The skilled artisan will recognize that more than one such discrete alarm indicator may be generated by a single device (e.g., horn, light), without departing from the spirit and scope of the present invention. This invention may be further advantageous in that it provides for digital communication over a common interconnect line. Still further, this invention may provide for simplified installation with reduced costs owing to multiple type hazard alarms sharing a common interconnect line.
Although the embodiments shown and described herein use a physical wired connection between interconnect ports of individual alarm devices, the skilled artisan will recognize that the interconnect ports may include wireless transmitter/receivers or transceivers, and the interconnect line may include any suitable transmission media such as free space or the Earth's atmosphere, to effect communication by RF, infrared, laser, or other suitable wireless communication means, without departing from the spirit and scope of the present invention.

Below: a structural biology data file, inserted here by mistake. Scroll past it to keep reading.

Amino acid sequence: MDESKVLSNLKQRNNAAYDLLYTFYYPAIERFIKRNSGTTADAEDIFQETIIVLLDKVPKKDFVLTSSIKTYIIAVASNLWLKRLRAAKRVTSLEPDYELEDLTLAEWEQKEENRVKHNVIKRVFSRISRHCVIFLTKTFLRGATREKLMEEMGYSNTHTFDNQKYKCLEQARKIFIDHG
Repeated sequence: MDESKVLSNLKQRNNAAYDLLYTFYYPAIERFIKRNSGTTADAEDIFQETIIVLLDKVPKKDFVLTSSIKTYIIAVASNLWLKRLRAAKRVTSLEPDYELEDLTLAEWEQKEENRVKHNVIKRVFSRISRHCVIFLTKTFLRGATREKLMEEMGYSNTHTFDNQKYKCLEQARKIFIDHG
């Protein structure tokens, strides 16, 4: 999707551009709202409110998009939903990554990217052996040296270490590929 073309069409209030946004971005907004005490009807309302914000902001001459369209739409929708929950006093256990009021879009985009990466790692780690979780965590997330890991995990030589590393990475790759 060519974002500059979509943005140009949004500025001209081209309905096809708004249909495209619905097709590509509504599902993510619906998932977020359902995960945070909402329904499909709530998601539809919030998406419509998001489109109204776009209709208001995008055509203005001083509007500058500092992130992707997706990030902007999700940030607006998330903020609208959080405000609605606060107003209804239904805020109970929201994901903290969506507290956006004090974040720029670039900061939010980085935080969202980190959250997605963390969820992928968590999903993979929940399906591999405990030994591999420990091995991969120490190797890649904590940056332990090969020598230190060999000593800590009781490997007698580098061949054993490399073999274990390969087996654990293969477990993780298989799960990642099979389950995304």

Referring now to FIGS. 1A and 1B, particular embodiments of the present invention will be discussed in greater detail. System 100 (shown in FIG. 1A) includes a plurality of devices 109, 111, 113, electrically connected by an interconnect line 116 that enables the devices to communicate digitally with one another. System 100 includes three interconnect lines, two of which 117 are employed for providing electric power 114, the other of which is an interconnect line 116. External voltage source 114 is typically an alternating current (AC) source at a nominal 115 VAC and 60 Hz frequency. Other combinations of voltage and line frequency may also be employed.
Device 109 is representative of any type of device having a simple filter circuit 124 which is connectable through a conventional interconnect port or terminal(s) (not shown) to interconnect line 116. Device 109 may include conventional smoke alarms, heat alarms, relay modules, alarm signaling panels, and the like. The device includes a sensing circuit portion 126 capable of detecting the particular hazard and triggering an alarm indicator (not shown).